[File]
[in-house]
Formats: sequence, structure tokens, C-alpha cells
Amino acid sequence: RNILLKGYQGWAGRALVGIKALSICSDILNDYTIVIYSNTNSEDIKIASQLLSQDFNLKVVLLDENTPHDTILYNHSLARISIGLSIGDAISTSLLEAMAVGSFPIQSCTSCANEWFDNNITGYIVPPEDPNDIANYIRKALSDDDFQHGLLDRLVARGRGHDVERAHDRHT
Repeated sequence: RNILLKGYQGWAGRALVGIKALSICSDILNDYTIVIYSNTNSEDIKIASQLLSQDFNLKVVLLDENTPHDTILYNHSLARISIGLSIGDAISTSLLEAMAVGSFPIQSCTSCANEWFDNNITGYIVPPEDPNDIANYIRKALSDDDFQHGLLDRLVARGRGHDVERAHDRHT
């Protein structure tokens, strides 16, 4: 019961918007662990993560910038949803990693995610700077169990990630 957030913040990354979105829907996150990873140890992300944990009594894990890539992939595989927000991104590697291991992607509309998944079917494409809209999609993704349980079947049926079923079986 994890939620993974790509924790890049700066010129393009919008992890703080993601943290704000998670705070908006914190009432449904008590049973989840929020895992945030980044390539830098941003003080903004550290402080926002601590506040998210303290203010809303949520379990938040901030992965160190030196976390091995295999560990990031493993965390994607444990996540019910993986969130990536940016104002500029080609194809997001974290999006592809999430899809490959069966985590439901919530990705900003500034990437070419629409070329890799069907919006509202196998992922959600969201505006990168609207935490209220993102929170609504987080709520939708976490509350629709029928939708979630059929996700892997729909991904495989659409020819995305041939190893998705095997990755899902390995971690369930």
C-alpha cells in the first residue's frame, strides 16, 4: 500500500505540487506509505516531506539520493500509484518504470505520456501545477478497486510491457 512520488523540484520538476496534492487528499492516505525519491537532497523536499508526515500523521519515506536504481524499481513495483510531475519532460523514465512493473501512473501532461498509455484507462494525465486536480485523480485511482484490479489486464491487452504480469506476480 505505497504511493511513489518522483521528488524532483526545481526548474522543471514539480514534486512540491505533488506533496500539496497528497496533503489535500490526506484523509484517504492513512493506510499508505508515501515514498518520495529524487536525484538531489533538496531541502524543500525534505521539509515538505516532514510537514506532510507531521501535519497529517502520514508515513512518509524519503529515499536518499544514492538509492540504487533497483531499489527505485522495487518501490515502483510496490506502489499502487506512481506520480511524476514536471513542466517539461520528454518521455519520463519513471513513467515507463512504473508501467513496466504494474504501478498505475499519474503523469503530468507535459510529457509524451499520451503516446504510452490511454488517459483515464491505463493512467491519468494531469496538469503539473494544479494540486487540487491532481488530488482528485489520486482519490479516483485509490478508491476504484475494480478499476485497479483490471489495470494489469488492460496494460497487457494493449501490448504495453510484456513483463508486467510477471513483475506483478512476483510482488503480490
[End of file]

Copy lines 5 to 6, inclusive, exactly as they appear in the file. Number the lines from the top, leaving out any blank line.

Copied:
């Protein structure tokens, strides 16, 4: 019961918007662990993560910038949803990693995610700077169990990630 957030913040990354979105829907996150990873140890992300944990009594894990890539992939595989927000991104590697291991992607509309998944079917494409809209999609993704349980079947049926079923079986 994890939620993974790509924790890049700066010129393009919008992890703080993601943290704000998670705070908006914190009432449904008590049973989840929020895992945030980044390539830098941003003080903004550290402080926002601590506040998210303290203010809303949520379990938040901030992965160190030196976390091995295999560990990031493993965390994607444990996540019910993986969130990536940016104002500029080609194809997001974290999006592809999430899809490959069966985590439901919530990705900003500034990437070419629409070329890799069907919006509202196998992922959600969201505006990168609207935490209220993102929170609504987080709520939708976490509350629709029928939708979630059929996700892997729909991904495989659409020819995305041939190893998705095997990755899902390995971690369930």
C-alpha cells in the first residue's frame, strides 16, 4: 500500500505540487506509505516531506539520493500509484518504470505520456501545477478497486510491457 512520488523540484520538476496534492487528499492516505525519491537532497523536499508526515500523521519515506536504481524499481513495483510531475519532460523514465512493473501512473501532461498509455484507462494525465486536480485523480485511482484490479489486464491487452504480469506476480 505505497504511493511513489518522483521528488524532483526545481526548474522543471514539480514534486512540491505533488506533496500539496497528497496533503489535500490526506484523509484517504492513512493506510499508505508515501515514498518520495529524487536525484538531489533538496531541502524543500525534505521539509515538505516532514510537514506532510507531521501535519497529517502520514508515513512518509524519503529515499536518499544514492538509492540504487533497483531499489527505485522495487518501490515502483510496490506502489499502487506512481506520480511524476514536471513542466517539461520528454518521455519520463519513471513513467515507463512504473508501467513496466504494474504501478498505475499519474503523469503530468507535459510529457509524451499520451503516446504510452490511454488517459483515464491505463493512467491519468494531469496538469503539473494544479494540486487540487491532481488530488482528485489520486482519490479516483485509490478508491476504484475494480478499476485497479483490471489495470494489469488492460496494460497487457494493449501490448504495453510484456513483463508486467510477471513483475506483478512476483510482488503480490